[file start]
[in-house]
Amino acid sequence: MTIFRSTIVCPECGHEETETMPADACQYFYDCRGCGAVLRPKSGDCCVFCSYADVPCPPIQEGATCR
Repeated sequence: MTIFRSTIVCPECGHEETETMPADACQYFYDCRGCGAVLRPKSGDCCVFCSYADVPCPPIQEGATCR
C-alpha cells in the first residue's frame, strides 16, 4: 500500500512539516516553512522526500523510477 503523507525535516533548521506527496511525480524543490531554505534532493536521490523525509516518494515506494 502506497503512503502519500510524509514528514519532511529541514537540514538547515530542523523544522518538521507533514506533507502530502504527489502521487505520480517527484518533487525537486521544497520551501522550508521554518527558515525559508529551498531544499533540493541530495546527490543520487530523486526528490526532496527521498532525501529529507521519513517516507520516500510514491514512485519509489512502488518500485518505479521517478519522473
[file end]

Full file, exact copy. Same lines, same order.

[in-house]
Amino acid sequence: MTIFRSTIVCPECGHEETETMPADACQYFYDCRGCGAVLRPKSGDCCVFCSYADVPCPPIQEGATCR
Repeated sequence: MTIFRSTIVCPECGHEETETMPADACQYFYDCRGCGAVLRPKSGDCCVFCSYADVPCPPIQEGATCR
C-alpha cells in the first residue's frame, strides 16, 4: 500500500512539516516553512522526500523510477 503523507525535516533548521506527496511525480524543490531554505534532493536521490523525509516518494515506494 502506497503512503502519500510524509514528514519532511529541514537540514538547515530542523523544522518538521507533514506533507502530502504527489502521487505520480517527484518533487525537486521544497520551501522550508521554518527558515525559508529551498531544499533540493541530495546527490543520487530523486526528490526532496527521498532525501529529507521519513517516507520516500510514491514512485519509489512502488518500485518505479521517478519522473